Many major social problems are linked to family disintegration. While the government cannot replace stable two-parent families, it can reinforce them.

We need a new family policy that transcends the polarized debate between liberals, who emphasize economic pressures while neglecting family structure and behavior, and conservatives, who preach family values while neglecting economics. Here's what Washington can do:- Restore the children's exemption.

For young children in low- and middle-income families, the personal income tax exemption should be tripled to between $6,000 and $7,500, which would approximately restore the value it had in 1948.

- Create a non-poverty working wage. Because many working families do not earn enough to benefit significantly from an increased children's exemption, they should receive a guaranteed working wage through an expanded earned income tax credit tied to the number of dependents in the home.

- Reform divorce laws to put children first.

Divorce laws should be changed to defer division of "marital property" until adequate provision has been made for minor children. Uniform standards for child support should be established in order to reflect the cost of rearing children and the impact of motherhood on women's earning capacities.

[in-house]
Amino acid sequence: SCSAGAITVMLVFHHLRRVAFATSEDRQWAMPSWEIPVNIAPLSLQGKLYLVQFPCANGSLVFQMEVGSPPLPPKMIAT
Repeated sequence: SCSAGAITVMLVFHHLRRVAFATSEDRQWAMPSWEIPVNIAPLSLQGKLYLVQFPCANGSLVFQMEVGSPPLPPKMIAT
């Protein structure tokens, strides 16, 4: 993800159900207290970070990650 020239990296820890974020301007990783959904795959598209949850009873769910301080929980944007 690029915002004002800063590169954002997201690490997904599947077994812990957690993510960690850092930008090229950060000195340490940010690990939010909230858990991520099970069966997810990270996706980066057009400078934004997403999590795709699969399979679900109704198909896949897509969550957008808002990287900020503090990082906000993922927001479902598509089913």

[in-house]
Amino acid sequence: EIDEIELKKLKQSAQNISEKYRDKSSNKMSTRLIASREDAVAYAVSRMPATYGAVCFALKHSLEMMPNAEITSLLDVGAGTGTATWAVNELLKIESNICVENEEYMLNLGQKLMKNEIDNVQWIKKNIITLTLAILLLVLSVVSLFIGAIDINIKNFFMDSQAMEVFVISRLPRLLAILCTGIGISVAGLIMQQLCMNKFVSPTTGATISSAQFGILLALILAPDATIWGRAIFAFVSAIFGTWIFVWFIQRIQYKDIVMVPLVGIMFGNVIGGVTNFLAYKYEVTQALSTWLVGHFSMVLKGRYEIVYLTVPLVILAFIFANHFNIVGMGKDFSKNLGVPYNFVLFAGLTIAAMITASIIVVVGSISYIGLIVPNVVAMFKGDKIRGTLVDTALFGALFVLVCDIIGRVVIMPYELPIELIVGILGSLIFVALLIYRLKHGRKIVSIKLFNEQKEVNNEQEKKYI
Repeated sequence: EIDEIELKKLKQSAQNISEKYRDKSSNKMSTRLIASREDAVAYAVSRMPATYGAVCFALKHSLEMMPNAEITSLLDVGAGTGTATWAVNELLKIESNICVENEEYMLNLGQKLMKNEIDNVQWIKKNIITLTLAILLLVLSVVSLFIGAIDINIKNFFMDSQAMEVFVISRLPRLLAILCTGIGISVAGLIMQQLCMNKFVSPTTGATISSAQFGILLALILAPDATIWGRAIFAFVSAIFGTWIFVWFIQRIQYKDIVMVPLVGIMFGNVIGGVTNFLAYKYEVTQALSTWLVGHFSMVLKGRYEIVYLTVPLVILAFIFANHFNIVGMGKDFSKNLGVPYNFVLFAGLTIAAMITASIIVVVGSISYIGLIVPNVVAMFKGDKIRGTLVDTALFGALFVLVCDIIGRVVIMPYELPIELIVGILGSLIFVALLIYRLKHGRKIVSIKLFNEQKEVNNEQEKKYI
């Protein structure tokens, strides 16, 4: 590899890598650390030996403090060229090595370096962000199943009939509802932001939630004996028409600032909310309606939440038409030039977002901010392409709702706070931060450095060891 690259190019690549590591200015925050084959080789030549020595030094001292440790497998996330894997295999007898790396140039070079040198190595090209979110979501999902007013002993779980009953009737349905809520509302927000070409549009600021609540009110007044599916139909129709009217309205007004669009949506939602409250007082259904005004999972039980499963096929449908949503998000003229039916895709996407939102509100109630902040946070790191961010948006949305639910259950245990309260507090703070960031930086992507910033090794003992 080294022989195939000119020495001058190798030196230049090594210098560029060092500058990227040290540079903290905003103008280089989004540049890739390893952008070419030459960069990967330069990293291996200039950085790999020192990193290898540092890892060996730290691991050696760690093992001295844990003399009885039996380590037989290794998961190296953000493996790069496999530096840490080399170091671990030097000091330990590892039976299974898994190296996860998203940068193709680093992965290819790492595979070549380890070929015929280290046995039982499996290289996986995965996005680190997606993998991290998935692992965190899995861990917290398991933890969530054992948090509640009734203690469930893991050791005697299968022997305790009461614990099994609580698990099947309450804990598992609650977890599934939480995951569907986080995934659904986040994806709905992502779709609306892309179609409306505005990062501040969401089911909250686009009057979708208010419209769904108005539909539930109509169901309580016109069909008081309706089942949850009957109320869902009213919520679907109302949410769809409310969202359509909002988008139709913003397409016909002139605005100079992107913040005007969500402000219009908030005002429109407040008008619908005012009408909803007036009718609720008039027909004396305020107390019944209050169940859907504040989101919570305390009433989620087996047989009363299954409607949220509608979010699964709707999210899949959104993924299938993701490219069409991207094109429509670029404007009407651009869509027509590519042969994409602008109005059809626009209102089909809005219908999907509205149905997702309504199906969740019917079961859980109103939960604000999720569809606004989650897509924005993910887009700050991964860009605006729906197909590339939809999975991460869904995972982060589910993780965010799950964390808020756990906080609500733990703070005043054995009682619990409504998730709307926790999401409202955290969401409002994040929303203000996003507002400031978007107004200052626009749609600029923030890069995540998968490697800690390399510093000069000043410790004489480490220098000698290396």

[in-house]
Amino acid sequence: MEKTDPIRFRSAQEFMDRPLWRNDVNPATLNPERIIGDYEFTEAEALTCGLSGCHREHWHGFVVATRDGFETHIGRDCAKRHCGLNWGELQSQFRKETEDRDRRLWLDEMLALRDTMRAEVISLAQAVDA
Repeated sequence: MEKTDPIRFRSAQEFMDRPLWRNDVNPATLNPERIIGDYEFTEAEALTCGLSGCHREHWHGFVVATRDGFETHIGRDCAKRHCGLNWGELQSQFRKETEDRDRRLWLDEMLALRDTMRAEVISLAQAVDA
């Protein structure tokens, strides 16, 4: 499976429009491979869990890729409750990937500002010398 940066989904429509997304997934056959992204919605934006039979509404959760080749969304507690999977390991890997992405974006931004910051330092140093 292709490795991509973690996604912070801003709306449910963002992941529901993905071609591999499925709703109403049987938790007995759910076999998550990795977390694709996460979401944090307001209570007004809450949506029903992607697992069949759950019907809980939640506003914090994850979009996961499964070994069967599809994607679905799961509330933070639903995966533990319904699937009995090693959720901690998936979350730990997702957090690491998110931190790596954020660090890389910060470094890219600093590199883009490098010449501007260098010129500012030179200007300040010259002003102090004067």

Support payments should be collected automatically through wage withholding, remitted to a federal fund and disbursed by the government directly to custodial parents. Braking mechanisms such as mandatory cooling-off periods and counseling should be instituted for parents of minor children contemplating divorce.

- Promote parental responsibility.

Other states should follow the lead of California and Arkansas, which now hold parents legally responsible for the education and behavior of their children. Policies that exclude pregnant women from drug treatment programs must be reversed, and states and localities should be empowered in some cases to make participation mandatory.

- Make the workplace "family friendly."

The private sector should help relieve the conflict between child-rearing and work outside the home through flexible work schedules and (wherever possible) on-site child care and home-based employment.

The Family and Medical Leave Act of 1990, which would establish a uniform family leave policy, was unwisely vetoed by President Bush. If the new Congress passes the act again, the president should sign it into law.

- Develop alternatives to foster care.

Multiple foster-home placements inflict psychological damage on children. We must emphasize home-based strategies designed to help parents deal with acute stress - before crises force authorities to permanently disrupt the parent-child bond.

This approach to children won't solve every social problem. But it can place family policy on premises suggested by common sense, sustained by the evidence of research and consistent with the moral intuitions of most Americans. It is only on this basis that we can make progress toward putting children first.